Who Makes Cents?: A History of Capitalism Podcast

Just last week in the Supreme Court’s decision in Janus v. American Federation of State, County, and Municipal Employees, the court undermined the power of organized labor in the public sector by making it, for all intents and purposes “right to work.” As our former guest, Sarah Jaffe wrote in the New York Times about the decision: “the corporate class … and its allies on the Supreme Court have dealt labor another body blow.”

 

On this episode, we speak about the literal violence that can manifest on the job if oppressive workplace conditions are left unaddressed. Jeremy Milloy argues that workplace violence from the 1960s-1980s needs to be considered not only as a private matter, but as a matter of politics and economics.

 

Jeremy Milloy is a Social Sciences and Humanities Research Council postdoctoral fellow at the Frost Centre for Canadian and Indigenous Studies at Trent University. He is author of Blood, Sweat, and Fear: Violence at Work in the North American Auto Industry, 1960-80


When we think about the relationship between capitalism and the environment, it’s all too easy to see them as separate spheres bouncing into one another – capitalism devouring nature, like when a forest is razed for development, or nature threatening capitalist progress, like when a natural disaster later wipes out that development. Raj Patel and Jason Moore see the relationship as much more complicated, while also arguing that the environmental crises we face today are the inherent products of the way that capitalism operates. They trace the relationship between capital and the environment through seven cheap things: nature, money, work, care, food, energy, and lives.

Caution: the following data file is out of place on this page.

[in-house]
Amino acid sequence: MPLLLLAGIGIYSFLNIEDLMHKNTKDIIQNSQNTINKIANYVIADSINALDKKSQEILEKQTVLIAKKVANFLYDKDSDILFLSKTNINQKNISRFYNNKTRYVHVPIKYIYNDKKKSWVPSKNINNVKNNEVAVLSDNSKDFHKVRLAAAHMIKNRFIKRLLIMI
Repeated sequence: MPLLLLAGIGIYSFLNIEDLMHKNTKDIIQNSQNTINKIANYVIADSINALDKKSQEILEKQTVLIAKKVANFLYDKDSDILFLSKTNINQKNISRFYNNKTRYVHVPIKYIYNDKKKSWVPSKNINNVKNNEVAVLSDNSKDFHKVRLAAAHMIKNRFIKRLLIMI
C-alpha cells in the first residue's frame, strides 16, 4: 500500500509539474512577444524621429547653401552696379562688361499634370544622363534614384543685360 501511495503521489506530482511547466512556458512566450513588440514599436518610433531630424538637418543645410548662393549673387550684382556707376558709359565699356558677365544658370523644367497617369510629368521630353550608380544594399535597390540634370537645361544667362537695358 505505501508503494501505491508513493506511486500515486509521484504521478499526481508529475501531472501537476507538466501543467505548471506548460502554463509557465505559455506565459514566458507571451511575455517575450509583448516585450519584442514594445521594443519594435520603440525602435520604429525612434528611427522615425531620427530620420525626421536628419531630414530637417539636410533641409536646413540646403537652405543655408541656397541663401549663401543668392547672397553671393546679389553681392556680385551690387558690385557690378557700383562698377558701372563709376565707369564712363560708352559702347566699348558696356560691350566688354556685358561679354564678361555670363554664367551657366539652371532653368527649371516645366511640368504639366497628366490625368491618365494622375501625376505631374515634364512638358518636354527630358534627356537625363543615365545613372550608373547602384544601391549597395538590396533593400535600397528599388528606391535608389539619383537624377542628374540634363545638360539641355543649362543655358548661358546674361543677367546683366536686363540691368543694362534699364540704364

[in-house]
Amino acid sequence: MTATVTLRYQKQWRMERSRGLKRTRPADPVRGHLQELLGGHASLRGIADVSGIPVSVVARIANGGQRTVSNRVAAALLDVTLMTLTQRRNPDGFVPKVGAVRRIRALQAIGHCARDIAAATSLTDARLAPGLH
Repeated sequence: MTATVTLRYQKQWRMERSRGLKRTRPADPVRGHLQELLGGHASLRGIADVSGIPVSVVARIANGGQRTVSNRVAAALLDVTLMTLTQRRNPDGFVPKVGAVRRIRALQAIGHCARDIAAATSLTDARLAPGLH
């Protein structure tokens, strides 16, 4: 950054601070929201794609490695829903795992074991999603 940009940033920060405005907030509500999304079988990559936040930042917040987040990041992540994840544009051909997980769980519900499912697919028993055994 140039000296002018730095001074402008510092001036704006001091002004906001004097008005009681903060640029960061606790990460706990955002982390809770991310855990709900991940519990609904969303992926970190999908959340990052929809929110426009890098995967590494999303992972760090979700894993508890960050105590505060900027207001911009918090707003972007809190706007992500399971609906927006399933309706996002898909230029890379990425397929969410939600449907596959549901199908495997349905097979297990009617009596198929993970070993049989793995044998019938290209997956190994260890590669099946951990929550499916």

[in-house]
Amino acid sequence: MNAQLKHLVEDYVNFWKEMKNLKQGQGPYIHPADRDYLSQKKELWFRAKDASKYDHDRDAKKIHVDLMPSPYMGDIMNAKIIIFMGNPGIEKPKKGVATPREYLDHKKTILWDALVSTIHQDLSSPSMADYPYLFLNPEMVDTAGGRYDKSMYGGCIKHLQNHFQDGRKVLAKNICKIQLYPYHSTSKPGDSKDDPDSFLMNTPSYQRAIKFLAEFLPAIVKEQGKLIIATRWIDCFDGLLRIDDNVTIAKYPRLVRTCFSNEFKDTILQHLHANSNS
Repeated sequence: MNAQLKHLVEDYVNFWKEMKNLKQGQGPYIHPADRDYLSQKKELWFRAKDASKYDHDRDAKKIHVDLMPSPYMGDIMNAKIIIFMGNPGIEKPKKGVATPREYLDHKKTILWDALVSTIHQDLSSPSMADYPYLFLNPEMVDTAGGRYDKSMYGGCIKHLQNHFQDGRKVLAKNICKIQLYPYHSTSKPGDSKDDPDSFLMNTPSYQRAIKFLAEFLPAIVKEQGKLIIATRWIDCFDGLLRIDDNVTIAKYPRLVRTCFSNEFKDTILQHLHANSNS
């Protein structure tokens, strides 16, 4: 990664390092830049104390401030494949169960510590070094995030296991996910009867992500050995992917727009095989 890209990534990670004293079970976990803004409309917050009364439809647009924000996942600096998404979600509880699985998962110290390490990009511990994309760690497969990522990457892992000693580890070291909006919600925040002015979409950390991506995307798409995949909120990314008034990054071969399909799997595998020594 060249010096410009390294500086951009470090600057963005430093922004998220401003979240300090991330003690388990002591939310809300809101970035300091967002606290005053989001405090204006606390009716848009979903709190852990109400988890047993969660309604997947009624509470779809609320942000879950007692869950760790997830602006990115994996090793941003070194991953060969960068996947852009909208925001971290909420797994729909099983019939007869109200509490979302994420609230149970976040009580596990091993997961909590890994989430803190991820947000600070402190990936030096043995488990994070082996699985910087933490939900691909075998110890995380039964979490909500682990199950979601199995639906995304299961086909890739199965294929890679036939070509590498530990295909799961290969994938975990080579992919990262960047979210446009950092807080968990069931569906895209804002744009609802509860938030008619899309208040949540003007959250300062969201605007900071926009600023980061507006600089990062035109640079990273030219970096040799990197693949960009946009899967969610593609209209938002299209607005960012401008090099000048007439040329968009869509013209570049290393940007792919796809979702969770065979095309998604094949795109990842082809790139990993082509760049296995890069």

Direct download: 7_Cheap_Things.m4a
Category:general -- posted at: 11:07pm EDT

The racial wealth gap is among the most dire problems in contemporary society. As of 2014, Black households had fewer than seven cents for every dollar owned by white households. This situation of racial wealth inequity is disturbingly similar to the one that existed at the end of slavery.

Today, we welcome back to the show Mehrsa Baradaran, our guest from episode 30. We speak to Mehrsa about her recent book about the history of the racial wealth gap and how Black banks—a solution that is often suggested—have instead operated as a decoy, and distracted from more far-reaching solutions.